94Ford’s is packed, and Harry Hawk is giving a wonderful performance. You’ve strained to take a peek at the Presidential Box, but like all the other times before, Lincoln isn’t visible. Turning your attention back to the actor on stage, you’re drawn into the story. A single shot echoes in the near quiet room. A moment of stunned silence follows as you search the stage to make sense of the sudden gunshot. An ear piercing scream pulls you out of your fuzzy thoughts and the ruckus from the left side of the room steals your attention. You jump up from your seat as people around you begin moving at once. Some kneeling down on the floors, others moving toward the exit, and others, still, craning their neck to find out what happened. A crazed man flies onto the stage as if it was part of the show; only it wasn’t. He shouts something that you can’t quite understand and then runs out the back door. Men follow him out the door in hot pursuit while the attention of everyone else shifts to the sound of the hyper cries of a woman…the woman in the Presidential box…Mary Lincoln, herself. Your heart drops to the floor as you struggle to understand what just happened. Could it be Mary that was shot? Or one of her guests? The crowd is in a full uproar now. Several rush out of the building. Several more rush toward the President’s side. And several murmur from their seats. The women and children cry, part in fear and part in sorrow as word moves about the room that it was our beloved President who was shot. When chance presents itself, you move about the room, searching The Box for some understanding of what is happening. You see very little. Then at once, there was a great movement in the box. You stand transfixed as you watch in agony as several men hoist the very still, very large body of your president. With grunts and quick movements, they are once again out of your sight. Upon finally exiting the theater, it becomes clear where the President is. What isn’t clear is the extent of his injuries. You long to knock on the door of the Peterson House that sits just across the street. The great crowd gathered outside will not allow you to get close enough to the door, but maybe if you came near, you’d learn more of the man’s injuries. You take that chance and dart across the street. The fog is now thicker than before when you walked into Ford’s. Just as you expected, you can’t get any closer to the door, but you gave up that idea already. Instead, you ask around until the message becomes clear — President Lincoln was shot in the head and, although, he still lives, there is little hope that he will continue to for much longer. With a heavy heart, you leave the crowd and try to make sense of all that had happen. But what sense can really be made of such shocking events like these?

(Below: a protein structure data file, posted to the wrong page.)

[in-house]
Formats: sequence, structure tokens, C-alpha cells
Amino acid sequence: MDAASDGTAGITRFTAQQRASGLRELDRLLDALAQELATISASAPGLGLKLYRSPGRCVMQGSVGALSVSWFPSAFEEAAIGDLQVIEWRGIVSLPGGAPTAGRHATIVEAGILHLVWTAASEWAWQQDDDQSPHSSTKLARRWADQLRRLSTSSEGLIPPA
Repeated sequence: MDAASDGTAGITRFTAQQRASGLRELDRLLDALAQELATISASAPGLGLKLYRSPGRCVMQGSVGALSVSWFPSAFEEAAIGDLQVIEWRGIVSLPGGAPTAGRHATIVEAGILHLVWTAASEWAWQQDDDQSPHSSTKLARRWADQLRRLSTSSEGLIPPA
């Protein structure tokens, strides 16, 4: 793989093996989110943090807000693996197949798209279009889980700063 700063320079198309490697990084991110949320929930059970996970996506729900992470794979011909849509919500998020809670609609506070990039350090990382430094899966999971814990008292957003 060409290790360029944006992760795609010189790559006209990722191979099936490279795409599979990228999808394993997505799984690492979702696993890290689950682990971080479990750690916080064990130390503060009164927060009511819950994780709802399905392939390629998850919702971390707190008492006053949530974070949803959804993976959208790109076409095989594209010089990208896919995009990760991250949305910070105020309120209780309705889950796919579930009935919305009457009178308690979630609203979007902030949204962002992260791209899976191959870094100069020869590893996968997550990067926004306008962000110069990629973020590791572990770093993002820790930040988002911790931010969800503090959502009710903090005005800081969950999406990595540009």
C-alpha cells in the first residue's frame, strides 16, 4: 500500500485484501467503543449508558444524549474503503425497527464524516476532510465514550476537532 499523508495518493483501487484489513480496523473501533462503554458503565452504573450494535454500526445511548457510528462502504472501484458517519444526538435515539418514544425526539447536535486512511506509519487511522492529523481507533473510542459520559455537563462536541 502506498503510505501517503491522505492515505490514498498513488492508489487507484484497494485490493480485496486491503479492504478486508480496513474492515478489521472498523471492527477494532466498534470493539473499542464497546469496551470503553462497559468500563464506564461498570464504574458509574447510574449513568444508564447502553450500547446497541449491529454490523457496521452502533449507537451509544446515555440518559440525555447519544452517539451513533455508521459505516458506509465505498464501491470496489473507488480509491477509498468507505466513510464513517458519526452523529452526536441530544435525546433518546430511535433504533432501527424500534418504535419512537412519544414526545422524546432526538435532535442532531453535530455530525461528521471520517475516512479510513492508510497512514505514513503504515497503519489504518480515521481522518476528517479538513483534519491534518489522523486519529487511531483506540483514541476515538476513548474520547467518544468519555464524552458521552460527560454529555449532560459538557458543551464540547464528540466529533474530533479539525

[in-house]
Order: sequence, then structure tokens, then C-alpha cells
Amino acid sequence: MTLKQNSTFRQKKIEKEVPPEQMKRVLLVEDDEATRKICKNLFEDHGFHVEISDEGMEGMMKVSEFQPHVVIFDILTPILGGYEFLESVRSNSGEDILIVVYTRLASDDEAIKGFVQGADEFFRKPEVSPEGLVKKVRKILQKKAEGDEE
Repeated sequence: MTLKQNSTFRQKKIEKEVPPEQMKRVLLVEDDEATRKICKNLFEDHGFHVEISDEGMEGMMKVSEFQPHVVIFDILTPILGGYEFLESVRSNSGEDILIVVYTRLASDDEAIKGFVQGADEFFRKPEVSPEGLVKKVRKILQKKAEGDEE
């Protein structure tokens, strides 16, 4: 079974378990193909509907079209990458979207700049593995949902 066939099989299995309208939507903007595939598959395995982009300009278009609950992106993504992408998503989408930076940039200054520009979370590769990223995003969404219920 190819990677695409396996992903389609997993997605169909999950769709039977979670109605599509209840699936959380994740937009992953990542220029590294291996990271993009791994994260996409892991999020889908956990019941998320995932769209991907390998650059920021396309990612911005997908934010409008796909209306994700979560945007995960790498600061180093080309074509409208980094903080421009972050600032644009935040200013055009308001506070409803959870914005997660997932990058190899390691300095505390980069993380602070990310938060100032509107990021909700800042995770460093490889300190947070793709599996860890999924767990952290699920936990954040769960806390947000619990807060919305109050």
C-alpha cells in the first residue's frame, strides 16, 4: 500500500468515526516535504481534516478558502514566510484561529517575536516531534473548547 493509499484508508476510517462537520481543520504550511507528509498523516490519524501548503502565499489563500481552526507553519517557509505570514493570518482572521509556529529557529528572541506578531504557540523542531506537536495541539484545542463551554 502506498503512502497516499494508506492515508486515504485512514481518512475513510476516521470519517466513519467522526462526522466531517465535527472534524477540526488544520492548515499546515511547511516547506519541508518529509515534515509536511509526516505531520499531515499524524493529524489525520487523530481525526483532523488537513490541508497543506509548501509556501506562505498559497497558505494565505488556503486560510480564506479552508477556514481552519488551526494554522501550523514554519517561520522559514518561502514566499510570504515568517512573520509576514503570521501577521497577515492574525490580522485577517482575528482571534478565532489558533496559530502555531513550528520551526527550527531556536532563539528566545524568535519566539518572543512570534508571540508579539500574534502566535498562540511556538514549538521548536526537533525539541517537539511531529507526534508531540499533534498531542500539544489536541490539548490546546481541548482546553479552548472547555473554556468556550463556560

*ONLY ONE POST REMAINING! Don’t forget to enter the giveaway for a mystery souvenir from Appomattox! Earn entries by sharing this blog link (comment below with your link), follow my weekly blog, and/or talk to me in the comments below. Don’t forget to leave your email address at least once during the giveaway. It’s never too late to enter, so click on the #ExperHist tag to catch up.

Source: Abraham Lincoln’s Last Day

Posted in History

Experiencing History: Reliving the End of the Civil War, Moment by Moment: 4/14 part 1

254 It’s Good Friday and what a day it will be! After four years of war, it’s time to celebrate something. Nothing sounds better at the moment than taking in a play at the Ford’s Theatre. The idea of dressing up and having an evening out has excited you all day and now it’s finally time to prepare for the show. Our American Cousin will be playing tonight, but what you’re most interested in is the chance to see President Lincoln. Rumor has it that he is to attend. You hope, at the very least, to have a seat that can easily see into the Presidential Box.

It’s a misty and foggy sort of night when you finally leave for the Theatre. You can’t help but pick up on the eerie feeling that seems to hang around in the air. With a deep breath, you shove those thoughts aside. With the news of Lee’s surrender, the papers promise only good things for the our country…

*ONLY 2 POSTS REMAINING!! STAY TUNED, WE’VE A LATE SHOW AT FORD’S THEATRE TONIGHT! Don’t forget to enter the giveaway for a mystery souvenir from Appomattox! Earn entries by sharing this blog link (comment below with your link), follow my weekly blog, and/or talk to me in the comments below. Don’t forget to leave your email address at least once during the giveaway. It’s never too late to enter, so click on the #ExperHist tag to catch up.

Source: Abraham Lincoln’s Last Day http://rogerjnorton.com/Lincoln45.html